Centennial Trail stretches 30 miles from Snohomish to the Skagit County line north of Arlington, seen here. Its popularity apparently boomed during the past few pandemic months, leading to some concern about proper use and etiquette by motorized devices. (Kevin Clark / The Herald)

Centennial Trail stretches 30 miles from Snohomish to the Skagit County line north of Arlington, seen here. Its popularity apparently boomed during the past few pandemic months, leading to some concern about proper use and etiquette by motorized devices. (Kevin Clark / The Herald)

E-bikes can use Centennial Trail, but not other motormobiles

A Snohomish reader writes about noticing more motorized use of the 30-mile path.

Anyone who’s braved going outside probably has noticed that paths, sidewalks and trails are a bit busy.

Crowd restrictions limited gyms, theaters and the other places and ways we once entertained or distracted ourselves. Pedaling is one of the few activities that didn’t see additional rules or restrictions, beyond wearing a mask.

The Centennial Trail averages 400,000 people who bike, ride horses, scoot, skate and walk it annually, and it has seen abundant use during the coronavirus pandemic. It connects Arlington, Marysville, Lake Stevens and Snohomish.

But people flocking to its flat, pastoral pavement could be causing problems for some users and people living nearby.

“What I think needs to be addressed is the increased motorized vehicles on the non-motorized trail this year,” Robin Thome of Snohomish wrote to The Daily Herald. “Motorized bikes, motorized skateboards, motorized scooters, Segways, (and those vehicles that if you lean forward the wheels go forward), gasoline-powered mini bikes, and even a motorcycle. I have even seen and heard a small motorcycle go back and forth behind our house on the trail. Things seem to be out of control with this virus. Although these are stressful times and people want to get outside I don’t think we will ever be able to go back to non motorized. Some people definitely go faster (than) the 15 mph. Democracy gone wild. No one stops them.”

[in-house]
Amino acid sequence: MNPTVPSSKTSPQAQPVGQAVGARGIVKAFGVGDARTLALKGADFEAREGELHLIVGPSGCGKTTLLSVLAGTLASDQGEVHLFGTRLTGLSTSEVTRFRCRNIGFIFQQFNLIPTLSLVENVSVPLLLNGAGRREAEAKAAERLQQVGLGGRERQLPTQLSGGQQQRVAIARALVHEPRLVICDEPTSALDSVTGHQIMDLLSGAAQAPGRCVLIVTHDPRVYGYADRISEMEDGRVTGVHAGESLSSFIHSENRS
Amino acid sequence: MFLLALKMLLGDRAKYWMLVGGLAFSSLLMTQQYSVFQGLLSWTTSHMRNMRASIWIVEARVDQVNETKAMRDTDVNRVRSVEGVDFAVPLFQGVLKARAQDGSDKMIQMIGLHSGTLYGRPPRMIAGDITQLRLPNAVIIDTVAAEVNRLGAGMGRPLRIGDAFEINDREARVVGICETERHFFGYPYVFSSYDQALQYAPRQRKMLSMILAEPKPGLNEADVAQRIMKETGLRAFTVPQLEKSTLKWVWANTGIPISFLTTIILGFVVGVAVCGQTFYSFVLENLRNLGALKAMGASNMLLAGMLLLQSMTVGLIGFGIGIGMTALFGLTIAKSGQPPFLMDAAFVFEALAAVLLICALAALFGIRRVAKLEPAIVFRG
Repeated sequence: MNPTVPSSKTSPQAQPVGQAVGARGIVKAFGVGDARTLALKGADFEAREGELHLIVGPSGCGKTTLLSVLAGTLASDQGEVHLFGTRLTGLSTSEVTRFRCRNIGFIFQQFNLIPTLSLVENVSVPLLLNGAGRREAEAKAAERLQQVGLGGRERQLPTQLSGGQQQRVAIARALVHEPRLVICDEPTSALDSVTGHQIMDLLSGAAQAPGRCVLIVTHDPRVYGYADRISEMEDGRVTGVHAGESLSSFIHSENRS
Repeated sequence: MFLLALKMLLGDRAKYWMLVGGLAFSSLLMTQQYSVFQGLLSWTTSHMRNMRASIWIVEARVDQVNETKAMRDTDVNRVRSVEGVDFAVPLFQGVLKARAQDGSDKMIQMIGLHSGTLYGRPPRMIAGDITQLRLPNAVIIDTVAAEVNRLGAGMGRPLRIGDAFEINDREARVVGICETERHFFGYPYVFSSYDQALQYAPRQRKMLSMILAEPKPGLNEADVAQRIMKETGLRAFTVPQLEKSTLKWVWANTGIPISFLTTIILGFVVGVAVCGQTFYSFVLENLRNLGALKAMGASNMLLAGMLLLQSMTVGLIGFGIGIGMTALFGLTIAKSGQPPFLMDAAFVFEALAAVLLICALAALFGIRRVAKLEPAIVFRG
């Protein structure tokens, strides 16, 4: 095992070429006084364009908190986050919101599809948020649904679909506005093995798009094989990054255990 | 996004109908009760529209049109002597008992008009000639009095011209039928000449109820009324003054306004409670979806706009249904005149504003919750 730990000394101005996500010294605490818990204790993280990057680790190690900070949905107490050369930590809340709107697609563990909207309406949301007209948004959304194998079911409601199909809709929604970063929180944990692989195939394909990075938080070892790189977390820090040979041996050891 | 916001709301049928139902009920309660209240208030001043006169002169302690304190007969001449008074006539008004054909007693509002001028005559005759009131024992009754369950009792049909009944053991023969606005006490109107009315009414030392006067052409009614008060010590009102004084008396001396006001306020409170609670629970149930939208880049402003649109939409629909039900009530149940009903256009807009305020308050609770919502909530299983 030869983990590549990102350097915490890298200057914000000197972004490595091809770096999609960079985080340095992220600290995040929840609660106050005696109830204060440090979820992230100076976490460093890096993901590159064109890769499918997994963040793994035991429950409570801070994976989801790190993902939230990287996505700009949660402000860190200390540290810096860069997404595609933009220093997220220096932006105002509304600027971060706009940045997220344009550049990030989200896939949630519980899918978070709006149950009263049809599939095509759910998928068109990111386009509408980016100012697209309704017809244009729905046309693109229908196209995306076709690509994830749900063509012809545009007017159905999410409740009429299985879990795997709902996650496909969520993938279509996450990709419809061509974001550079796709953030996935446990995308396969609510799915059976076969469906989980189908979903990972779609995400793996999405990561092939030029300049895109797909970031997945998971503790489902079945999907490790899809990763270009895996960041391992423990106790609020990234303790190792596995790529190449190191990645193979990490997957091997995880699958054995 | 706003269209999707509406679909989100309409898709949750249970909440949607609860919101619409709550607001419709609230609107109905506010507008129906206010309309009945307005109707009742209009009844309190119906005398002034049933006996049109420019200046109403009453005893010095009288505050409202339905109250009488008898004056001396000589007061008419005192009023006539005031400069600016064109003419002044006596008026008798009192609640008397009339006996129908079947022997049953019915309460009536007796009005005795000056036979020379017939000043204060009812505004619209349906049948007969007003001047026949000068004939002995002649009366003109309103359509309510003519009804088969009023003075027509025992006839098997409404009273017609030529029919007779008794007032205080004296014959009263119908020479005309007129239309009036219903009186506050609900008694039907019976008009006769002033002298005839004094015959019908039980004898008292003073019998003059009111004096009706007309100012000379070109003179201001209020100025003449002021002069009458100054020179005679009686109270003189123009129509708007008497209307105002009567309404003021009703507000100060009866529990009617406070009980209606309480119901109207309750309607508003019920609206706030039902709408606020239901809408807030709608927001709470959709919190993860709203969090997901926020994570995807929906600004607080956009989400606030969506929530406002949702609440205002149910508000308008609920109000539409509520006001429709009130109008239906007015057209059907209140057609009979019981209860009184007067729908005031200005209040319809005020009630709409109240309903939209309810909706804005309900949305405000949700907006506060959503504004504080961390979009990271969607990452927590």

Electric bikes are allowed on the trail (as well as the Interurban and Whitehorse regional trails) if they abide a 15 mph speed limit and other rules. They’re generally quiet. Gas-powered transportation and other electric mobility, like scooters and skateboards, aren’t supposed to be on the trail, per county rules.

Snohomish County Parks, Recreation and Tourism staff weren’t aware of an increase in problems on the 30-mile trail between Snohomish and the Skagit County line.

“According to park rangers and staff, they have not been aware of a higher percentage of illicit use of the trail by motorized bikes, scooters, skateboards, etc.,” county parks spokesperson Rose Smith said. “… We have seen an increase in e-bikes over the last few years, even prior to the pandemic, as a popular form of recreation.”

E-bikes are sorted into three classes. Types 1 and 2 are allowed on Snohomish County regional trails. They provide assistance when a rider pedals and stops assisting when the bicycle reaches 20 mph; or the motor can propel the bicycle without pedaling but does not assist when the bicycle hits 20 mph.

The electric-motor bicycle business boomed this year. E-bike sales saw a 92% increase from March to April, according to NPD, a research firm. Cycling in general surged during the pandemic as one of the last bastions of outdoor fitness.

“I also expect bike commuting to be a growth opportunity for later this summer,” NPD sports industry analyst Dick Sorenson wrote in a blog post. “Retailers and manufacturers should strongly consider this as a possible emerging trend …”

As fall approaches and winter threatens, the trail could remain in heavy use, especially once a couple of major projects conclude.

Earlier this year, Snohomish County’s public works department had crews in the Machias area, where the trail crosses South Machias Road. The contractor added a traffic signal, widened the road, realigned turn lanes and added shoulders for vehicles, as well as moved the trail crossing to the signal, which has a dedicated pedestrian-crossing phase.

There also are bike rests, warning surfaces, bollards to keep out vehicles and crosswalk push buttons (they may seem high, but that’s because they’re for horseback riders). As part of that work, the county also replaced a culvert to improve fish passage in Williams Creek.

After a two-month shutdown during the state’s “Stay Home, Stay Safe” order, the Machias project was finished in May.

In Arlington, the trail is set to close Tuesday and Wednesday for work on the railroad crossing at 67th Avenue, where BNSF will replace rails and paneling. Detours will be marked. Northbound vehicle traffic will drop to one lane, so drivers should expect short delays.

Another project could wrap up in early September. A stretch of trail closed in mid-June for culvert repair and replacement between Arlington and Marysville, from Hilltop Road to Wade Road. But there is no marked detour. The county doesn’t recommend using nearby 67th Avenue because of high traffic and narrow lanes, and there is no trail access from 108th Street.

Whether you’re using hoof, foot, pedal or push power, just make sure you’re staying under the 15 mph limit and leave the noisy motors for the road.

Have a question? Email streetsmarts@heraldnet.com. Please include your first and last name and city of residence.

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